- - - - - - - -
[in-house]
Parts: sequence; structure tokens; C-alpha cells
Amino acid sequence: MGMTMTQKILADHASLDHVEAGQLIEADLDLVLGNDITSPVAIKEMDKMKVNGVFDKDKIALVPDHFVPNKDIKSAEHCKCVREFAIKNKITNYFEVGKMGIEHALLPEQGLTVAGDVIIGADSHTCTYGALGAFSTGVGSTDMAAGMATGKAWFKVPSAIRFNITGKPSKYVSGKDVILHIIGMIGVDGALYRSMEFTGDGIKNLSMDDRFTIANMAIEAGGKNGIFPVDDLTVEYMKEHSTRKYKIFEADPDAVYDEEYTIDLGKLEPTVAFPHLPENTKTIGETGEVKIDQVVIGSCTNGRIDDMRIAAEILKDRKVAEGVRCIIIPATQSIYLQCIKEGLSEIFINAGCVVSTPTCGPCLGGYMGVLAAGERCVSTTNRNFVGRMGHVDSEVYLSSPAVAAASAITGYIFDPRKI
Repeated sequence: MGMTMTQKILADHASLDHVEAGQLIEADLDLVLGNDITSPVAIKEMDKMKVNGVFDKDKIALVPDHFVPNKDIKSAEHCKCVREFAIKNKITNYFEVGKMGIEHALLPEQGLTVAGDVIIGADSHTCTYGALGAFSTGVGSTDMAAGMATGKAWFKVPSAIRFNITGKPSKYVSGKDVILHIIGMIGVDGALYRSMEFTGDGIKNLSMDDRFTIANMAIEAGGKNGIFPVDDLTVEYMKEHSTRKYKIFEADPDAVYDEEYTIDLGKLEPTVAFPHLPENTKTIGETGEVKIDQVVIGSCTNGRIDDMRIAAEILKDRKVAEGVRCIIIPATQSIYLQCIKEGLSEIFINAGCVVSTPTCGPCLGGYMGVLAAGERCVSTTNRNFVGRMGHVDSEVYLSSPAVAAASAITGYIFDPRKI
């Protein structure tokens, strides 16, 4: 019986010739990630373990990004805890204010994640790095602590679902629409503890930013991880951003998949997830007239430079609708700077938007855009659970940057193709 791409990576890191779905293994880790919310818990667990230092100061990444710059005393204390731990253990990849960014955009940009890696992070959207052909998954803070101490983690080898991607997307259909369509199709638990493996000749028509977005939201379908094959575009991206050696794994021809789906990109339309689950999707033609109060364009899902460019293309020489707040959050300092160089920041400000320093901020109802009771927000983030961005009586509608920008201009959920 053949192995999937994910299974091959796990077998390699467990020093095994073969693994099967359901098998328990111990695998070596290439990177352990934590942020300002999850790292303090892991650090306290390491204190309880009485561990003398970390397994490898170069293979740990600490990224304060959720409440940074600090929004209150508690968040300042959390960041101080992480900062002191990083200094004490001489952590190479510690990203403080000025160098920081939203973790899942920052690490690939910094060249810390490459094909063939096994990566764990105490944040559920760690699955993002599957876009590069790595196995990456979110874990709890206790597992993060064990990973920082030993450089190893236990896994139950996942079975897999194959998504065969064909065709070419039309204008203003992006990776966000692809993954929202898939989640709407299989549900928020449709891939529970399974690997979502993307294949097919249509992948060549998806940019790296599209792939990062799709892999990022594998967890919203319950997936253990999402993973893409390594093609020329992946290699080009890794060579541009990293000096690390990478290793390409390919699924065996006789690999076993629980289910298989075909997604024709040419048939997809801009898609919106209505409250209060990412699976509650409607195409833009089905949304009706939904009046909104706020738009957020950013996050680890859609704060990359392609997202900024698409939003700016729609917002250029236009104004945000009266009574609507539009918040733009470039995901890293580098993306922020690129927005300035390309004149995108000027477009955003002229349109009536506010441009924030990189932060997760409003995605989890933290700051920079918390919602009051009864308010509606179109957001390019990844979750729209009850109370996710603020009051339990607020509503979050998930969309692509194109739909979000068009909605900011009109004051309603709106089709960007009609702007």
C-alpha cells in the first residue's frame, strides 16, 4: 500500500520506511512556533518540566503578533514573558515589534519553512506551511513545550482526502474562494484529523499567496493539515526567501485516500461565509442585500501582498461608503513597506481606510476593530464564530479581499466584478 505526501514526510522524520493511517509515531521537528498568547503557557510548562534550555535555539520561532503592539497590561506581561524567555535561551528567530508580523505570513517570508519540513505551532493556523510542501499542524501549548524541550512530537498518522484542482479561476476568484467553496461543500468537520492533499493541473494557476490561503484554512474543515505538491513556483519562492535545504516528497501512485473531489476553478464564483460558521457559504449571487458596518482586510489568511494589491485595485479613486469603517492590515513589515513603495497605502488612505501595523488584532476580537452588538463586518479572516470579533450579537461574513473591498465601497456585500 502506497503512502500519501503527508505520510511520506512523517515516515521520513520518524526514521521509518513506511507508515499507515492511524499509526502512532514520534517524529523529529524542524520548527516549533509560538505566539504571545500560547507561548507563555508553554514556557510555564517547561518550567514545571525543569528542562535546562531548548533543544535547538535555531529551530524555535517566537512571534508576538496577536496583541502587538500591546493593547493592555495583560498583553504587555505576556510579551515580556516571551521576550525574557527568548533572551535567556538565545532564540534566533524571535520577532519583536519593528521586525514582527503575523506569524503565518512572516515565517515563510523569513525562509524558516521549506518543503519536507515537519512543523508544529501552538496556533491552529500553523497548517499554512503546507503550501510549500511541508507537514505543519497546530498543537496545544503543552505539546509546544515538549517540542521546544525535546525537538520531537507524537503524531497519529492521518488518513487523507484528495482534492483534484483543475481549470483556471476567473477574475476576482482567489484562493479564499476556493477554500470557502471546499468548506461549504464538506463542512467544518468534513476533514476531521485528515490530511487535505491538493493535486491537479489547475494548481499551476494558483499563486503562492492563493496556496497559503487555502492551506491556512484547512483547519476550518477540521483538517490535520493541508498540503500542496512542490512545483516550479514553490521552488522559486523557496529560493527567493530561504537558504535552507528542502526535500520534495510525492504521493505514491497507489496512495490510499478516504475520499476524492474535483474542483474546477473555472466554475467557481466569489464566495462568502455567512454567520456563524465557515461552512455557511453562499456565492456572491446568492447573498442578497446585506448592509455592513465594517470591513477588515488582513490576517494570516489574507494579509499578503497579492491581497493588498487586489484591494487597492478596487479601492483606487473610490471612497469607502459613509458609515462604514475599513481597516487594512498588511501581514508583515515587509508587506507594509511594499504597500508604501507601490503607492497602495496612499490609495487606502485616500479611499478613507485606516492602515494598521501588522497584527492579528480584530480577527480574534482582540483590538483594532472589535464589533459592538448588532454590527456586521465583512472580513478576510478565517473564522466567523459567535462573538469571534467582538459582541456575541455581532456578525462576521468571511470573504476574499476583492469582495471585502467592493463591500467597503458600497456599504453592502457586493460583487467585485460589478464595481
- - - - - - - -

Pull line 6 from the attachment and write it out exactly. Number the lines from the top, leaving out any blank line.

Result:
C-alpha cells in the first residue's frame, strides 16, 4: 500500500520506511512556533518540566503578533514573558515589534519553512506551511513545550482526502474562494484529523499567496493539515526567501485516500461565509442585500501582498461608503513597506481606510476593530464564530479581499466584478 505526501514526510522524520493511517509515531521537528498568547503557557510548562534550555535555539520561532503592539497590561506581561524567555535561551528567530508580523505570513517570508519540513505551532493556523510542501499542524501549548524541550512530537498518522484542482479561476476568484467553496461543500468537520492533499493541473494557476490561503484554512474543515505538491513556483519562492535545504516528497501512485473531489476553478464564483460558521457559504449571487458596518482586510489568511494589491485595485479613486469603517492590515513589515513603495497605502488612505501595523488584532476580537452588538463586518479572516470579533450579537461574513473591498465601497456585500 502506497503512502500519501503527508505520510511520506512523517515516515521520513520518524526514521521509518513506511507508515499507515492511524499509526502512532514520534517524529523529529524542524520548527516549533509560538505566539504571545500560547507561548507563555508553554514556557510555564517547561518550567514545571525543569528542562535546562531548548533543544535547538535555531529551530524555535517566537512571534508576538496577536496583541502587538500591546493593547493592555495583560498583553504587555505576556510579551515580556516571551521576550525574557527568548533572551535567556538565545532564540534566533524571535520577532519583536519593528521586525514582527503575523506569524503565518512572516515565517515563510523569513525562509524558516521549506518543503519536507515537519512543523508544529501552538496556533491552529500553523497548517499554512503546507503550501510549500511541508507537514505543519497546530498543537496545544503543552505539546509546544515538549517540542521546544525535546525537538520531537507524537503524531497519529492521518488518513487523507484528495482534492483534484483543475481549470483556471476567473477574475476576482482567489484562493479564499476556493477554500470557502471546499468548506461549504464538506463542512467544518468534513476533514476531521485528515490530511487535505491538493493535486491537479489547475494548481499551476494558483499563486503562492492563493496556496497559503487555502492551506491556512484547512483547519476550518477540521483538517490535520493541508498540503500542496512542490512545483516550479514553490521552488522559486523557496529560493527567493530561504537558504535552507528542502526535500520534495510525492504521493505514491497507489496512495490510499478516504475520499476524492474535483474542483474546477473555472466554475467557481466569489464566495462568502455567512454567520456563524465557515461552512455557511453562499456565492456572491446568492447573498442578497446585506448592509455592513465594517470591513477588515488582513490576517494570516489574507494579509499578503497579492491581497493588498487586489484591494487597492478596487479601492483606487473610490471612497469607502459613509458609515462604514475599513481597516487594512498588511501581514508583515515587509508587506507594509511594499504597500508604501507601490503607492497602495496612499490609495487606502485616500479611499478613507485606516492602515494598521501588522497584527492579528480584530480577527480574534482582540483590538483594532472589535464589533459592538448588532454590527456586521465583512472580513478576510478565517473564522466567523459567535462573538469571534467582538459582541456575541455581532456578525462576521468571511470573504476574499476583492469582495471585502467592493463591500467597503458600497456599504453592502457586493460583487467585485460589478464595481